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Market watchers are cheering an increase in overtime hours in U.S. manufacturing sectors as a sign of a sustainable economic recovery. But in a technology-laden, efficiency-driven corporate environment, increasing labour power could quickly backfire by increasing investment that once again drives wage prices lower.
Gluskin Sheff's David Rosenberg recently highlighted the rising number of overtime hours for American workers – now at a seven year high – as a sign that job growth was set to surge (see chart). The improvement is welcome, but with average weekly overtime hours at 4.3, stress on the labour force remains below the level of the mid-2000s and significantly lower than the late 1990s.
To make matters worse, U.K.-based economist Frances Coppola (Ms. Frances with an "e" – not the Rumblefish guy), makes the dark, contrarian argument that if upward pressure on wages continues to rise, this would be negative for labour markets by spurring spending on wage cost-reducing automation:
"At present companies are hoarding capital and worried about the future, so it is not in their interests to invest in plant – which is what robots are. Their outlook is essentially reactive and short-term, so they want a reactive, short-term workforce. They don't want to undertake the capital expenditure required to automate. They don't want to invest in workers long-term either because training and development is also a capital expense.
"However you look at this, there are structural problems in the labour market caused by companies' short-term outlook and lack of confidence about the future."
The implication is that, unlike the past when a positive economic outlook resulted in hiring, new technology means we're be facing a future where the exact opposite is true. As optimism returns, corporate investment will not be in employees. It will be in efficiency-related software from Oracle Corp. and robots from Fanuc Ltd. and Rockwell International Corp.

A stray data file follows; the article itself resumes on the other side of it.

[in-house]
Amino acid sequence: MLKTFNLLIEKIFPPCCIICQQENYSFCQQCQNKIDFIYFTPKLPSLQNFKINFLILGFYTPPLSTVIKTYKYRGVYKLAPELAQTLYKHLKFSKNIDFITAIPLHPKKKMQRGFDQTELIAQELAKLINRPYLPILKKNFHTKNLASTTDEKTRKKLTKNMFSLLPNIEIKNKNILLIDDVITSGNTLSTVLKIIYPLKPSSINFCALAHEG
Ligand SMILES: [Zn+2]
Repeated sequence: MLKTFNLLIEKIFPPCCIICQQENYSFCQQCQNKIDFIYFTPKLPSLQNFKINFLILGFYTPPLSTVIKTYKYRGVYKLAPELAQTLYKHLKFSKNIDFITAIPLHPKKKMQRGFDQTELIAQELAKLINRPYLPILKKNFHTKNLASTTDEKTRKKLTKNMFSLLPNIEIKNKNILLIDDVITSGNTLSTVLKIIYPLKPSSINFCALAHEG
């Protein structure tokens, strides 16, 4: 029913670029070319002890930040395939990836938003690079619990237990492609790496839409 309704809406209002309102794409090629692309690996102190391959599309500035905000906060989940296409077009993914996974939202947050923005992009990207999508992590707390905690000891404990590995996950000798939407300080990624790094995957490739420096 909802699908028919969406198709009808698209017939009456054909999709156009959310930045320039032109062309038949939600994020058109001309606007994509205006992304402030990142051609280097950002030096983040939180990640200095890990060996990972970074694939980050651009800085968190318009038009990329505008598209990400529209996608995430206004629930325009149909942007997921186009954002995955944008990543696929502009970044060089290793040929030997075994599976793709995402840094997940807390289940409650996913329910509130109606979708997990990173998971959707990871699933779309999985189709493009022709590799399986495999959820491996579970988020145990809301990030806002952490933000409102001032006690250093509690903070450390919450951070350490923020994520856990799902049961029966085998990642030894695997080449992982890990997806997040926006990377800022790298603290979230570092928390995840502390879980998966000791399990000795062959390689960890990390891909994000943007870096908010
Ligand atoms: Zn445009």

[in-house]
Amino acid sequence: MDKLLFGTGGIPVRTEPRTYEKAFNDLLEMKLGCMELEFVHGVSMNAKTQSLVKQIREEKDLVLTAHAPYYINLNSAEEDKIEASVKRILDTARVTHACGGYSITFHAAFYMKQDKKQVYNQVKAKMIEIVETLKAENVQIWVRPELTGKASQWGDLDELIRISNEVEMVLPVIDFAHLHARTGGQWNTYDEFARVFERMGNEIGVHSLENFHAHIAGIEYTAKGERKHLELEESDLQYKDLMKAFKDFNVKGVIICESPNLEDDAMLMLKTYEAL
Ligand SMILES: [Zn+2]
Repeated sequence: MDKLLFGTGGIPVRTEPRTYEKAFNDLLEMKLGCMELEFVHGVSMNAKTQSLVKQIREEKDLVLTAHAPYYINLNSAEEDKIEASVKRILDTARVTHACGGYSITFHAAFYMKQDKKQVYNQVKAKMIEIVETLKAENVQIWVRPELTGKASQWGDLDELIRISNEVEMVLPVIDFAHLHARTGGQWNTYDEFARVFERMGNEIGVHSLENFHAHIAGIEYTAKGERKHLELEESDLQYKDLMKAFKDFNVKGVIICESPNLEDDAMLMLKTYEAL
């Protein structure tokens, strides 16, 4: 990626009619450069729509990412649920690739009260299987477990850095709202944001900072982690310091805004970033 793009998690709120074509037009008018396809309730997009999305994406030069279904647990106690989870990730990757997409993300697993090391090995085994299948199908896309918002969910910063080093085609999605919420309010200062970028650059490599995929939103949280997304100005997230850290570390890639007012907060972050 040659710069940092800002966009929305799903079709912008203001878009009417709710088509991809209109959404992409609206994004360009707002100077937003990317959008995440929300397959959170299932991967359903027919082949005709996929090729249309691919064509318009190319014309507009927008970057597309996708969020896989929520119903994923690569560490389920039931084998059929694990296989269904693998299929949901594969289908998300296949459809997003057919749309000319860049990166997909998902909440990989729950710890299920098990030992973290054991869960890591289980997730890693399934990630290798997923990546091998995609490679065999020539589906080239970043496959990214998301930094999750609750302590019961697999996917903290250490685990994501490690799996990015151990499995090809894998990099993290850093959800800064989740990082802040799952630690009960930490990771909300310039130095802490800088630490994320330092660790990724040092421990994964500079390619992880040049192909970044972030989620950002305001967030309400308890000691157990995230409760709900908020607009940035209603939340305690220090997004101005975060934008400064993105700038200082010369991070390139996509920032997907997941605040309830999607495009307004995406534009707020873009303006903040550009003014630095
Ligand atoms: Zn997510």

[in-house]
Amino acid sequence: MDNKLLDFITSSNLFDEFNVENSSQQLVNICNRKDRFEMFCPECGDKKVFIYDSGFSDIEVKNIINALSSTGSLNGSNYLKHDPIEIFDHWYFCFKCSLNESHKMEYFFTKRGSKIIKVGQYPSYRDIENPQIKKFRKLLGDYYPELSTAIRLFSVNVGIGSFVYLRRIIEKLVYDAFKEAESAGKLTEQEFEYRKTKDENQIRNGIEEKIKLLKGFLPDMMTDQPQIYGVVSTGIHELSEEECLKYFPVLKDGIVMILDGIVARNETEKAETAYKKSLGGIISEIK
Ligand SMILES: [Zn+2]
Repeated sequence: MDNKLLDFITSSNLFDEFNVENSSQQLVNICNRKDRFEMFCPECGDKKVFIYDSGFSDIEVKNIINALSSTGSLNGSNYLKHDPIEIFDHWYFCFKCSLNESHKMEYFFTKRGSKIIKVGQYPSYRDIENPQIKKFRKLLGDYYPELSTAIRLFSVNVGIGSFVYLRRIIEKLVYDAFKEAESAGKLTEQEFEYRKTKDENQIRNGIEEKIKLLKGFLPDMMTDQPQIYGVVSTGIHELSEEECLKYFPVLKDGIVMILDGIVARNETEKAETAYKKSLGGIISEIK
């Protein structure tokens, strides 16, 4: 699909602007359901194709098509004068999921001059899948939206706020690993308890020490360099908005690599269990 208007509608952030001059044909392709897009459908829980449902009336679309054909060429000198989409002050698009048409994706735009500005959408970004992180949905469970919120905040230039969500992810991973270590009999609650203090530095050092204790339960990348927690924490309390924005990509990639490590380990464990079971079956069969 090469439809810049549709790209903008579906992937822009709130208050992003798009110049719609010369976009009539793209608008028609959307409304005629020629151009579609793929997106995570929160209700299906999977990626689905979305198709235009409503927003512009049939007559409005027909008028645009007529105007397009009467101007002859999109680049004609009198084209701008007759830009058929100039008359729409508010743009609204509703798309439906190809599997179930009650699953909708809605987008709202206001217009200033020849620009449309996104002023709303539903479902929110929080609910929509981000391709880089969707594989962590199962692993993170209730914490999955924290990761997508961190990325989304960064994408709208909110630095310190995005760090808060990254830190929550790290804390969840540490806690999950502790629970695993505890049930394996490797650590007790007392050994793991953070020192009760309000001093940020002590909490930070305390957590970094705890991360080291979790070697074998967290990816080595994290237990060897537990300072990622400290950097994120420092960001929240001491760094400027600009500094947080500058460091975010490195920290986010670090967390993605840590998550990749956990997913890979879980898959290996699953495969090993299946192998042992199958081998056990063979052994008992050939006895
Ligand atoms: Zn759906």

To date, the effects of industrial automation on employment have been overstated – globalization has been a far bigger issue. But this will not remain the case, particularly in a corporate environment where top line sales growth is elusive and high margins need to be maintained to keep shareholders happy.
The economic forces arrayed against labour are truly impressive – technology, globalization and demographics (namely Boomers leaving their peak spending years). Policymakers have the unenviable task of balancing the economic benefits of corporate profits against the declining spending power of the developed market consumer – uncharted economic waters that must be navigated in the decades ahead.
Scott Barlow is a contributor to ROB Insight, the business commentary service available to Globe Unlimited subscribers. Read more of his Insights at , and follow Scott on Twitter at @SBarlow_ROB .